It began with a Goddess. At sixteen years old, I became fascinated with a National Geographic clipping of Venus de Milo. Researching the sculpture led to the discovery of a wondrous world of art from a time period that I had previously known little about. Needless to say, my romantic self became smitten with classical based art and subject matter. I found myself drawn to the romantic and tragic mythologies and historic accounts of the Greeks and Romans. I began to incorporate classical subject matter into my artwork, and my paintings soon became dominated by the figure as a subject.
While attending the University of British Columbia Okanagan to obtain a Bachelor of Fine Arts Degree, I was encouraged to produce abstract and conceptual artwork. I struggled with the conflicting desire to please my professors and to remain loyal to the type of artwork that I felt passionate about producing. I focused on learning different techniques and mediums such as graphic design, installation sculpture, and abstract representation. I attended the University of Victoria and obtained a Teaching Certificate, after which I took a contract in London, England, teaching Secondary School Visual Arts.
Life in London began to rekindle my spark of creativity. I was continuously surrounded by aesthetically beautiful masterpieces, from paintings and sculptures, to architectural structures. Seeing live the works of master artists, such as Delacriox, da Vinci and Michelangelo, empowered my passion to create the artwork that I loved.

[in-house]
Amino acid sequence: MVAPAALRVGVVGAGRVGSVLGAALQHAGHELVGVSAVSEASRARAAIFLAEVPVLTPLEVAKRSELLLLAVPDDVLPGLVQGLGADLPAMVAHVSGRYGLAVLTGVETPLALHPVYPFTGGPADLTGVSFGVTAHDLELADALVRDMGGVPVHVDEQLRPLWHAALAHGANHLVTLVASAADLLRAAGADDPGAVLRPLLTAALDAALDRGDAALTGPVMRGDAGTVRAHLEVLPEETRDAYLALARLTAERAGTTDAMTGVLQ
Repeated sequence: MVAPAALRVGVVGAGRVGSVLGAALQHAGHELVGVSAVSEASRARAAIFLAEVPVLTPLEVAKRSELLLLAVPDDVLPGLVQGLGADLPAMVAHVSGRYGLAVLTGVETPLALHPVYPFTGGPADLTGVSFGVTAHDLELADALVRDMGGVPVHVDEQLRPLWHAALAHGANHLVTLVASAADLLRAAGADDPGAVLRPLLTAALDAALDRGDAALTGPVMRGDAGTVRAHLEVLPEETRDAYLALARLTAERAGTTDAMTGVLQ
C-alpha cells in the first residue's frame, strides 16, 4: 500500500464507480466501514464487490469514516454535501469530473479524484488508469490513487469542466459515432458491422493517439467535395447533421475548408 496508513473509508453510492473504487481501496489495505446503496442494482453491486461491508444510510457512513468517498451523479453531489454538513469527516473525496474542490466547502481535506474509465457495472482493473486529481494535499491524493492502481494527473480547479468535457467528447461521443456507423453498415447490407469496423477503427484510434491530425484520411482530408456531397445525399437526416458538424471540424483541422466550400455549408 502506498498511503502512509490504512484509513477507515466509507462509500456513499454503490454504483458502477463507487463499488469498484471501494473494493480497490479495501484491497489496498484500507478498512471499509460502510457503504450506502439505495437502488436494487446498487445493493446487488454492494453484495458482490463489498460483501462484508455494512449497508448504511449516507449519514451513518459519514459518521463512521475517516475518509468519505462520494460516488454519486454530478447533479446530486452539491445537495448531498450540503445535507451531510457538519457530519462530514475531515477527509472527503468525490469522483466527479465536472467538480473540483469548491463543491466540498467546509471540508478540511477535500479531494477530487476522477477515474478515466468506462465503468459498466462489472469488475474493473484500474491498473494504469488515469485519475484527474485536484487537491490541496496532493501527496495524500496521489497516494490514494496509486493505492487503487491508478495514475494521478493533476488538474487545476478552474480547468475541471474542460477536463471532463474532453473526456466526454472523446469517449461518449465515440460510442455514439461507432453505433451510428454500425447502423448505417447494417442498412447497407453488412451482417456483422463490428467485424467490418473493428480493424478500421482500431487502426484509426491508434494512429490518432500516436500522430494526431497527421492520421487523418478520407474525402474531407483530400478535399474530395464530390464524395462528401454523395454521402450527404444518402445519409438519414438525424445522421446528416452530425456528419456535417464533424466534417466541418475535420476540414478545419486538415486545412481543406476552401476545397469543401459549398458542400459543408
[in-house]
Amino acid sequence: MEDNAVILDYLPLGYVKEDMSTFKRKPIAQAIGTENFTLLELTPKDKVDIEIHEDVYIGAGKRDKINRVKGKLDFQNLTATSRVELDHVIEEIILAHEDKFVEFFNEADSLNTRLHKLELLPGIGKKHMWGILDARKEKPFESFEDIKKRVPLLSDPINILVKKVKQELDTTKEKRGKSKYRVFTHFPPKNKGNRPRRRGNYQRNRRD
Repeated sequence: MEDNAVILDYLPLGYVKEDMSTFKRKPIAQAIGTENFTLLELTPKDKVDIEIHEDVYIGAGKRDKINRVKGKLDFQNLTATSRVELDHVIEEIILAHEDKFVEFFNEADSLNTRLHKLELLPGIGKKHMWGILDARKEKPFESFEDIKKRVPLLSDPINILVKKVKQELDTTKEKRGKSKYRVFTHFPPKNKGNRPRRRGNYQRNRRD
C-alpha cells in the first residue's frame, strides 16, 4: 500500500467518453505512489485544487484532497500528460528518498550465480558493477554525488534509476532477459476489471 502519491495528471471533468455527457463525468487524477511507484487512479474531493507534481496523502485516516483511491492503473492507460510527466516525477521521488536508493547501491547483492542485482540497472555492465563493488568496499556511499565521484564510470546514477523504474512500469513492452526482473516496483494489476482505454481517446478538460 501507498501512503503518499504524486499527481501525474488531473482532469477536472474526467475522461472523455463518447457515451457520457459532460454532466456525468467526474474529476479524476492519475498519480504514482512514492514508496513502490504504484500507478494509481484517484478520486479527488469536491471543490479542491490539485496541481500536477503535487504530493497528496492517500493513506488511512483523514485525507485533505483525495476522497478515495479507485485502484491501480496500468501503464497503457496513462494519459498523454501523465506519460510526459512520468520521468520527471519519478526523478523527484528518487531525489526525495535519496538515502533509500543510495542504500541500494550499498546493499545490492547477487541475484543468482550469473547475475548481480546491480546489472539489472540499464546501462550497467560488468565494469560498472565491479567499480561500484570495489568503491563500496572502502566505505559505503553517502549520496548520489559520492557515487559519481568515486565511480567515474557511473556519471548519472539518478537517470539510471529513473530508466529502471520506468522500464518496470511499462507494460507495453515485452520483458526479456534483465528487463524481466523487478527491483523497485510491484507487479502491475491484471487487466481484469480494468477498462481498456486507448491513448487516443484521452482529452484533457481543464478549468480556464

I returned to Canada with the desire to establish myself as the type of artist that I chose to be. I returned to painting in acrylics on canvas, concentrating on portraiture and the personification of allegories. As my study of historical artists continued, I began to reference Pre-Raphaelite subject matter. My paintings took on a more narrative, illustrative display of the figure based on classical literature of Alfred Lord Tennyson, Alfred Noyes, and William Shakespeare. I became involved in the Society of Creative Anachronism, which allowed for a range of models appropriate to the historic timeframes that I chose to depict.
I also began to appreciate the beauty of images of architecture that I had collected in England, Scotland, France and Spain. Along with my ever-loved figurative and portrait paintings, I began to paint the stylized architecture as an expression of classicism. True to my idealistic portrayal of the figure and the natural world, my portrayal of architecture remained stylized and illustrative, experimenting with the use of line and selective solid blacks to accentuate the image.
There is something to be said about the great Masters of times past. They are remembered and admired for the beauty and awe that their works continue to bestow upon its viewers, hundreds of years later. I intend for my artwork to pay tribute to these creations that have touched my life, empowering myself as a willful individual, and a hopeless romantic....